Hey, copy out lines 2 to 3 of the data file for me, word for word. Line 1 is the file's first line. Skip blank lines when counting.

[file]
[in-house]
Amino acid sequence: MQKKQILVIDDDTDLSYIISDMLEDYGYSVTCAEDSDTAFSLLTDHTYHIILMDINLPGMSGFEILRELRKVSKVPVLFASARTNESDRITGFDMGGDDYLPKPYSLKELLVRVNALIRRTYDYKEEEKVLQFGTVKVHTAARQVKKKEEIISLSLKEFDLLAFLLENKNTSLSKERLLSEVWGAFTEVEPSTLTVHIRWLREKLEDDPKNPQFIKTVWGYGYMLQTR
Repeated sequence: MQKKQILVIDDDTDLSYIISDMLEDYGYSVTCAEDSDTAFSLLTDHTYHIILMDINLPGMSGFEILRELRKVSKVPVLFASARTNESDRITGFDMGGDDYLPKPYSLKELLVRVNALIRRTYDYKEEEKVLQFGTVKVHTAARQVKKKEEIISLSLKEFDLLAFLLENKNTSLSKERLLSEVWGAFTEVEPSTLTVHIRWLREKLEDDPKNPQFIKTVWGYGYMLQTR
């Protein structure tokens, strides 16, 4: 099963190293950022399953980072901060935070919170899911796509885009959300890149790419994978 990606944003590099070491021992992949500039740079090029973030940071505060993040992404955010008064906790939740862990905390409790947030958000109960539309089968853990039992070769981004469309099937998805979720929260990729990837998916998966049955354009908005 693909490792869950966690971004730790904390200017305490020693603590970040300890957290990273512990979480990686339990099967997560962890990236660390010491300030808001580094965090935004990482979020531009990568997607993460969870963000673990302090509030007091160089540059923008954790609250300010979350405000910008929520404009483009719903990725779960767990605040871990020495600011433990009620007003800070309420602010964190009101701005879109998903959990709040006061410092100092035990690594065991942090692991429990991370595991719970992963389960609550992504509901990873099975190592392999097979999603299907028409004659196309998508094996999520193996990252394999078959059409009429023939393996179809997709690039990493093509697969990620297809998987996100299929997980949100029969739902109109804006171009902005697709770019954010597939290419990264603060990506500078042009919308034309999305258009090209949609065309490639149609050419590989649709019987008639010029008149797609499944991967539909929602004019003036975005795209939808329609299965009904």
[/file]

Amino acid sequence: MQKKQILVIDDDTDLSYIISDMLEDYGYSVTCAEDSDTAFSLLTDHTYHIILMDINLPGMSGFEILRELRKVSKVPVLFASARTNESDRITGFDMGGDDYLPKPYSLKELLVRVNALIRRTYDYKEEEKVLQFGTVKVHTAARQVKKKEEIISLSLKEFDLLAFLLENKNTSLSKERLLSEVWGAFTEVEPSTLTVHIRWLREKLEDDPKNPQFIKTVWGYGYMLQTR
Repeated sequence: MQKKQILVIDDDTDLSYIISDMLEDYGYSVTCAEDSDTAFSLLTDHTYHIILMDINLPGMSGFEILRELRKVSKVPVLFASARTNESDRITGFDMGGDDYLPKPYSLKELLVRVNALIRRTYDYKEEEKVLQFGTVKVHTAARQVKKKEEIISLSLKEFDLLAFLLENKNTSLSKERLLSEVWGAFTEVEPSTLTVHIRWLREKLEDDPKNPQFIKTVWGYGYMLQTR